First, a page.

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Why Indian Navy Destroyer ‘Imphal’ Is A Force Multiplier In The Face of China Threat

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Why Indian Navy Destroyer ‘Imphal’ Is A Force Multiplier In The Face of China Threat


The stealth guided-missile destroyer adds muscle to the navy fleet targeted for expansion to 175 warships by 2035

India is adding more muscle to its maritime prowess with a stealth-guided missile destroyer, named Imphal, for the Navy. With China expanding its footprint in the Indian Ocean Region, India has scaled up its naval acquisition plan—at least 175 warships by 2035, if not the optimal target of 200.

Defence minister Rajnath Singh, on November 28, unveiled the crest of Yard 12706 (Imphal), the third among the four Project 15B stealth-guided missile destroyers. Accompanying Singh was Manipur chief minister N. Biren Singh since Imphal is the first warship to be named after a city in the Northeast.

Designed by the Indian Navy’s Warship Design Bureau, Imphal was delivered by the Mazagon Dock Shipbuilders Limited on October 20 and will be formally joining the naval fleet.

The Indian Navy, the world’s eighth largest, has 132 warships, besides 143 aircraft and 130 helicopters. It has placed orders for 68 warships and vessels worth Rs 2 lakh crore.

In comparison, China’s navy, according to a US-based think-tank, is the world’s largest, with a battle force of approximately 340 platforms, including major surface combatants, submarines, amphibious ships, mine warfare ships, aircraft carriers and fleet auxiliaries. This excludes the approximately 85 patrol combatants and craft loaded with anti-ship cruise missiles. The overall battle force of China’s navy is expected to grow to 400 ships by 2025 and 440 by 2030.

According to the defence ministry, the crest design of Imphal depicts the Kangla Palace on the left and ‘Kangla-Sa’ on the right. The Kangla Palace is a key historical site in Manipur while the ‘Kangla-Sa’ is a mythical being from Manipuri history, with a dragon’s head and lion’s body. It is symbolic as guardian of its people and is the state emblem of Manipur.

The Indian Navy has had a tradition of naming many ships after prominent cities, mountain ranges, rivers and islands.

The Imphal is seen as a hallmark of indigenous shipbuilding and considered to be among the technologically most-advanced in the world. The four Project 15B ships that it is part of were sanctioned by the Union government in 2011 at an outlay of Rs 29,700 crore. The first ship in this series, INS Visakhapatnam, was commissioned in November 2021. The second, INS Mormugao, joined the fleet in December 2022.

A guided missile destroyer with a displacement of 7,400 tonnes and overall length of 164 metres, Imphal is a potent and versatile platform equipped with state-of-the-art weapons and sensors, including surface-to-air missiles, anti-ship missiles and torpedoes. It is powered by a combined gas and gas propulsion and can achieve speeds of over 30 knots (56 kmph).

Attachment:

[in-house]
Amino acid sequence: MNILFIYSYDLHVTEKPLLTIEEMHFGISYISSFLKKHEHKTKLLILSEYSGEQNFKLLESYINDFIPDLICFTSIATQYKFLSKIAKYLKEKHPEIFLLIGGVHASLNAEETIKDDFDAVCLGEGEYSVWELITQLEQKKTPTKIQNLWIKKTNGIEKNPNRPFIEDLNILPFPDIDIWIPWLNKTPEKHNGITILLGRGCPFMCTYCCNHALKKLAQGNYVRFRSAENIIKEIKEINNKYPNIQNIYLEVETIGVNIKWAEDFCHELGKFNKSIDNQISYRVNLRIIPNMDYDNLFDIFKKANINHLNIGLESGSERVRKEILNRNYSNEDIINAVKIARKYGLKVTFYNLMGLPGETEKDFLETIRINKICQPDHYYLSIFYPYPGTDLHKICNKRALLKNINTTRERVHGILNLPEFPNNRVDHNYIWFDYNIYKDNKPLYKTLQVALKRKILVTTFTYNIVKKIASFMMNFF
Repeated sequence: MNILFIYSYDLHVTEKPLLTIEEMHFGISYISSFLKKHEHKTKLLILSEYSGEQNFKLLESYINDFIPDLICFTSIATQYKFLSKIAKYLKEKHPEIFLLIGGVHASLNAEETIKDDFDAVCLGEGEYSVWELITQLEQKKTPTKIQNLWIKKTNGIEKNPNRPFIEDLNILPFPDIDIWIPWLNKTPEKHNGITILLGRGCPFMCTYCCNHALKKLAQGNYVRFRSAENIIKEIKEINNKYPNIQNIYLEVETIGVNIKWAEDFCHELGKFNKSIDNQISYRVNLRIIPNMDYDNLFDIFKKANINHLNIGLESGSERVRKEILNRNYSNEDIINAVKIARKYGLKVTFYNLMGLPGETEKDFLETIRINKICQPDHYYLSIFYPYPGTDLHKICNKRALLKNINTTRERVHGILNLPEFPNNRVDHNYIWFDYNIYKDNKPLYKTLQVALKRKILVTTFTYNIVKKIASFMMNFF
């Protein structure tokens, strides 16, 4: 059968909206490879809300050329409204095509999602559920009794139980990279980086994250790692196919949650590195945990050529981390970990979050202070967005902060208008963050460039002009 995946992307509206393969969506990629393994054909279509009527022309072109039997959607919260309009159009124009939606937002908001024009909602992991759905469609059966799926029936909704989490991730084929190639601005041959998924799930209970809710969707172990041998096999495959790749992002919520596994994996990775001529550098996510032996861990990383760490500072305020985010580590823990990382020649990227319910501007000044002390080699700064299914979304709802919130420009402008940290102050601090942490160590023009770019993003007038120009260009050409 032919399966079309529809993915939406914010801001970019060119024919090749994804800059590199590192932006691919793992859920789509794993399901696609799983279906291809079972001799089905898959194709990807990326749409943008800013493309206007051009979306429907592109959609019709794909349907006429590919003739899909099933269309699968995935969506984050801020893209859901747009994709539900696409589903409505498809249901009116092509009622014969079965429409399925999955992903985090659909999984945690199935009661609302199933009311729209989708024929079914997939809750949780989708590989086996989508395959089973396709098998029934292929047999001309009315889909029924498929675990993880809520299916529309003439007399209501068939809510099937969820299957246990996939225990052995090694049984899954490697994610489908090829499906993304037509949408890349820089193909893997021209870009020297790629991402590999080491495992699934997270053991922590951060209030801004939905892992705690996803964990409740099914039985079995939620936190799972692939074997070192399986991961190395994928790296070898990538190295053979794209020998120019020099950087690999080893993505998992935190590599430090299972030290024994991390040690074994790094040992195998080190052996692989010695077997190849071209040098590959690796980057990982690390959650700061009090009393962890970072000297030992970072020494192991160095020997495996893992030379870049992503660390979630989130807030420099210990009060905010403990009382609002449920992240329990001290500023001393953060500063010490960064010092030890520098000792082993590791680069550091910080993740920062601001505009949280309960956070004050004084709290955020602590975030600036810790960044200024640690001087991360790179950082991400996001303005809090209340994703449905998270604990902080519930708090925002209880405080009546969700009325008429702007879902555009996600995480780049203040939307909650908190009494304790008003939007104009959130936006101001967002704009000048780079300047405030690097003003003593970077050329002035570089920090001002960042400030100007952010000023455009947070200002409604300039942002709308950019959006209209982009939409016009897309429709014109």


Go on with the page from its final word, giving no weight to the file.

Navy officials say three-fourths of the warship’s platforms are indigenous, including medium-range surface-to-air missiles, BrahMos surface-to-surface missiles, torpedo tube launchers, anti-submarine rocket launchers and the 76mm Super Rapid Gun Mount, a rapid-fire naval gun.

Imphal’s keel was laid on May 19, 2017 and the ship was launched into water on April 20, 2019. The ship sailed out for maiden sea trials on April 28 this year and has undergone a comprehensive schedule of trials in the harbour and at sea, leading up to its delivery on October 20—all achieved in a record six months. Imphal, as part of the pre-commissioning trials, also underwent successful firing of an extended-range BrahMos missile. The Indian Navy said in a statement that the time taken to build Imphal and complete her trials was the shortest yet for any indigenous destroyer.





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INS Arihant’s Nuke-Capable K-4 Submarine-Launched Ballistic Missile ‘Ready To Roll’

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INS Arihant’s Nuke-Capable K-4 Submarine-Launched Ballistic Missile ‘Ready To Roll’


NEW DELHI: India tested its nuclear capable K-4 submarine-launched ballistic missile (SLBM), designed to have a strike range of 3,500 km, for the second time in six days on Friday. The missile test, as the one conducted on January 19, was undertaken from an undersea platform in the shape of a submersible pontoon off the coast of Andhra Pradesh according to a report by Rajat Pandit of TOI.

The solid-fuelled K-4 missile is being developed by DRDO to arm the country’s nuclear-powered submarines in the shape of INS Arihant and its under-development sister vessels. INS Arihant, which became fully operational in November 2018 to complete India’s nuclear triad, is currently armed with the much shorter K-15 missiles with a 750 km range.

“The K-4 is now virtually ready for its serial production to kick-off. The two tests have demonstrated its capability to emerge straight from underwater and undertake its parabolic trajectory,” said a source.

India has the land-based Agni missiles, with the over 5,000-km Agni-V inter-continental ballistic missile now in the process of being inducted, and fighter jets jury-rigged to deliver nuclear weapons. But INS Arihant gives the country’s deterrence posture much more credibility because nuclear-powered submarines armed with nuclear-tipped missiles are considered the most secure, survivable and potent platforms for retaliatory strikes.